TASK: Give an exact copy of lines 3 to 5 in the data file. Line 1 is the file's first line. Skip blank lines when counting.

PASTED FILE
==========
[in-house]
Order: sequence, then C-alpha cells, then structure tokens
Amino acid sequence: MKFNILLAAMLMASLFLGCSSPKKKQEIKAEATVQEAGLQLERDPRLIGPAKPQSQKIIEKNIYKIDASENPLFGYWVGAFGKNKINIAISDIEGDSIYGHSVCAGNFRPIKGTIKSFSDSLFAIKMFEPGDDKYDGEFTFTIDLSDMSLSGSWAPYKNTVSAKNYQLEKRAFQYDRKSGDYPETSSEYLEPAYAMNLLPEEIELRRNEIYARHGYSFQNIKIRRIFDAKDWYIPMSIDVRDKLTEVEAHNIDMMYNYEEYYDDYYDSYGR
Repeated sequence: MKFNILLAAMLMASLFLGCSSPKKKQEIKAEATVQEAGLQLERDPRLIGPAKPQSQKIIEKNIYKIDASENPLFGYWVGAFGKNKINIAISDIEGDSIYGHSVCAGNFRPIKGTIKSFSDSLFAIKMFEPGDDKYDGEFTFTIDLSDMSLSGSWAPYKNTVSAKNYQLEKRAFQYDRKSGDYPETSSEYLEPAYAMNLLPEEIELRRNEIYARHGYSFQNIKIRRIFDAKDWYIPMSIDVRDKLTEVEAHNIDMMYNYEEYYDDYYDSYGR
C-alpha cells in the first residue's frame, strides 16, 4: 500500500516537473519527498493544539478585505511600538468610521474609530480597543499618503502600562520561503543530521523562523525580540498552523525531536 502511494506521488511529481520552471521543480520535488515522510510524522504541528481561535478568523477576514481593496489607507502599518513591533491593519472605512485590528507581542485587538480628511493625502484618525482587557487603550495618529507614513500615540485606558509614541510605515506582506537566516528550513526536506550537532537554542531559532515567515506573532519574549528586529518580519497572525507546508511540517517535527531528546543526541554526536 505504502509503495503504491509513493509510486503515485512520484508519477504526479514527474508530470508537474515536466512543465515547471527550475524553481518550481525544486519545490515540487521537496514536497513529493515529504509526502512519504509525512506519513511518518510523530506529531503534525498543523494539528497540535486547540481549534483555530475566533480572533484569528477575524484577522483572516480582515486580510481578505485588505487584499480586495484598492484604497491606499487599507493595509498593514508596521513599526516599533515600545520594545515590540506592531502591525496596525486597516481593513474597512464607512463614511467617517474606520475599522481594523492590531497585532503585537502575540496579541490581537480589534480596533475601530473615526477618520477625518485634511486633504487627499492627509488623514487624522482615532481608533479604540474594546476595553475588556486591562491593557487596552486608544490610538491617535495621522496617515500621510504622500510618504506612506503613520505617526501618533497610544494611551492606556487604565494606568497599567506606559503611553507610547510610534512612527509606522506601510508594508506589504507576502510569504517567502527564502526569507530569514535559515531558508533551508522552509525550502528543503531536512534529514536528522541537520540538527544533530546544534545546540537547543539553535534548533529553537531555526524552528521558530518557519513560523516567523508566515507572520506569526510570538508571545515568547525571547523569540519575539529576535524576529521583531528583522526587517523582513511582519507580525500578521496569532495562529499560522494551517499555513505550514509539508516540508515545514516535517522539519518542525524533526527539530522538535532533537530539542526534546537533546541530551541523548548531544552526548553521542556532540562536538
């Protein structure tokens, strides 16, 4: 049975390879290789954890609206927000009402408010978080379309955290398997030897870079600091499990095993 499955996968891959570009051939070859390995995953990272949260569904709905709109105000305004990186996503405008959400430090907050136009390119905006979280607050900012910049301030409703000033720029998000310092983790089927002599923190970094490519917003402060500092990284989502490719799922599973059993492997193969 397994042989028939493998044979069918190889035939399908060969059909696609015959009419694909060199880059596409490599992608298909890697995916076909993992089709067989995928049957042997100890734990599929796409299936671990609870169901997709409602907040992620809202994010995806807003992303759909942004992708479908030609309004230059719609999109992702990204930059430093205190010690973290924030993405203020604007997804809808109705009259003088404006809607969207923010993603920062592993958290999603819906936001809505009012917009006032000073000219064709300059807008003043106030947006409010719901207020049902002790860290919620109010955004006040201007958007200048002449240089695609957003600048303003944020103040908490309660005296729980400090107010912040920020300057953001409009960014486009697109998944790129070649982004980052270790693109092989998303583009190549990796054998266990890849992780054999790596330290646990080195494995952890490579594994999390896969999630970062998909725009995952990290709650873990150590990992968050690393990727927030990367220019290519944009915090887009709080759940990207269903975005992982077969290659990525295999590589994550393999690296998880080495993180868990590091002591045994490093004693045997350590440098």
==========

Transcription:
Amino acid sequence: MKFNILLAAMLMASLFLGCSSPKKKQEIKAEATVQEAGLQLERDPRLIGPAKPQSQKIIEKNIYKIDASENPLFGYWVGAFGKNKINIAISDIEGDSIYGHSVCAGNFRPIKGTIKSFSDSLFAIKMFEPGDDKYDGEFTFTIDLSDMSLSGSWAPYKNTVSAKNYQLEKRAFQYDRKSGDYPETSSEYLEPAYAMNLLPEEIELRRNEIYARHGYSFQNIKIRRIFDAKDWYIPMSIDVRDKLTEVEAHNIDMMYNYEEYYDDYYDSYGR
Repeated sequence: MKFNILLAAMLMASLFLGCSSPKKKQEIKAEATVQEAGLQLERDPRLIGPAKPQSQKIIEKNIYKIDASENPLFGYWVGAFGKNKINIAISDIEGDSIYGHSVCAGNFRPIKGTIKSFSDSLFAIKMFEPGDDKYDGEFTFTIDLSDMSLSGSWAPYKNTVSAKNYQLEKRAFQYDRKSGDYPETSSEYLEPAYAMNLLPEEIELRRNEIYARHGYSFQNIKIRRIFDAKDWYIPMSIDVRDKLTEVEAHNIDMMYNYEEYYDDYYDSYGR
C-alpha cells in the first residue's frame, strides 16, 4: 500500500516537473519527498493544539478585505511600538468610521474609530480597543499618503502600562520561503543530521523562523525580540498552523525531536 502511494506521488511529481520552471521543480520535488515522510510524522504541528481561535478568523477576514481593496489607507502599518513591533491593519472605512485590528507581542485587538480628511493625502484618525482587557487603550495618529507614513500615540485606558509614541510605515506582506537566516528550513526536506550537532537554542531559532515567515506573532519574549528586529518580519497572525507546508511540517517535527531528546543526541554526536 505504502509503495503504491509513493509510486503515485512520484508519477504526479514527474508530470508537474515536466512543465515547471527550475524553481518550481525544486519545490515540487521537496514536497513529493515529504509526502512519504509525512506519513511518518510523530506529531503534525498543523494539528497540535486547540481549534483555530475566533480572533484569528477575524484577522483572516480582515486580510481578505485588505487584499480586495484598492484604497491606499487599507493595509498593514508596521513599526516599533515600545520594545515590540506592531502591525496596525486597516481593513474597512464607512463614511467617517474606520475599522481594523492590531497585532503585537502575540496579541490581537480589534480596533475601530473615526477618520477625518485634511486633504487627499492627509488623514487624522482615532481608533479604540474594546476595553475588556486591562491593557487596552486608544490610538491617535495621522496617515500621510504622500510618504506612506503613520505617526501618533497610544494611551492606556487604565494606568497599567506606559503611553507610547510610534512612527509606522506601510508594508506589504507576502510569504517567502527564502526569507530569514535559515531558508533551508522552509525550502528543503531536512534529514536528522541537520540538527544533530546544534545546540537547543539553535534548533529553537531555526524552528521558530518557519513560523516567523508566515507572520506569526510570538508571545515568547525571547523569540519575539529576535524576529521583531528583522526587517523582513511582519507580525500578521496569532495562529499560522494551517499555513505550514509539508516540508515545514516535517522539519518542525524533526527539530522538535532533537530539542526534546537533546541530551541523548548531544552526548553521542556532540562536538